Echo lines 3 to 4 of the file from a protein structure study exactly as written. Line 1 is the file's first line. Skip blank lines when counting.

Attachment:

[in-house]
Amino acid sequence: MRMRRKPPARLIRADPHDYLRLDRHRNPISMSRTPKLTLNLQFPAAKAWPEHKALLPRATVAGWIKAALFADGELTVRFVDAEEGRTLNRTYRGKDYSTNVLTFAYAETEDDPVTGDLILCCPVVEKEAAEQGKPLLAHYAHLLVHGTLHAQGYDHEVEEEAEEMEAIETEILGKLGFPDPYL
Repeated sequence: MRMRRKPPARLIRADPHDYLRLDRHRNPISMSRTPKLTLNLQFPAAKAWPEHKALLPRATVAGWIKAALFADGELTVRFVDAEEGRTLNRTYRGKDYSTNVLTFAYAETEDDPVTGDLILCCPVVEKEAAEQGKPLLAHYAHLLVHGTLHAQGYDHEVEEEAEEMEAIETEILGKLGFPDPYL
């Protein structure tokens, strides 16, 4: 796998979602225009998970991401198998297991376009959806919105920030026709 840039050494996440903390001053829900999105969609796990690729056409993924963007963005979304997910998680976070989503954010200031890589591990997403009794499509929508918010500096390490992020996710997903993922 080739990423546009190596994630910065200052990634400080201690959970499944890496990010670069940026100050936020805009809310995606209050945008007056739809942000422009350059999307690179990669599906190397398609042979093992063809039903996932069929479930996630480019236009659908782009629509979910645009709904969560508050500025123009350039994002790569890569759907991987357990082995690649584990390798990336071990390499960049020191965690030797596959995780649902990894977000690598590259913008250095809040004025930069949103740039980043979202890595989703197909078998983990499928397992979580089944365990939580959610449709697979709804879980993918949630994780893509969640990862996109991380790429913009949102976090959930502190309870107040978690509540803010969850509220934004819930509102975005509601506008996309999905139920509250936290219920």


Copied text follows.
Repeated sequence: MRMRRKPPARLIRADPHDYLRLDRHRNPISMSRTPKLTLNLQFPAAKAWPEHKALLPRATVAGWIKAALFADGELTVRFVDAEEGRTLNRTYRGKDYSTNVLTFAYAETEDDPVTGDLILCCPVVEKEAAEQGKPLLAHYAHLLVHGTLHAQGYDHEVEEEAEEMEAIETEILGKLGFPDPYL
């Protein structure tokens, strides 16, 4: 796998979602225009998970991401198998297991376009959806919105920030026709 840039050494996440903390001053829900999105969609796990690729056409993924963007963005979304997910998680976070989503954010200031890589591990997403009794499509929508918010500096390490992020996710997903993922 080739990423546009190596994630910065200052990634400080201690959970499944890496990010670069940026100050936020805009809310995606209050945008007056739809942000422009350059999307690179990669599906190397398609042979093992063809039903996932069929479930996630480019236009659908782009629509979910645009709904969560508050500025123009350039994002790569890569759907991987357990082995690649584990390798990336071990390499960049020191965690030797596959995780649902990894977000690598590259913008250095809040004025930069949103740039980043979202890595989703197909078998983990499928397992979580089944365990939580959610449709697979709804879980993918949630994780893509969640990862996109991380790429913009949102976090959930502190309870107040978690509540803010969850509220934004819930509102975005509601506008996309999905139920509250936290219920």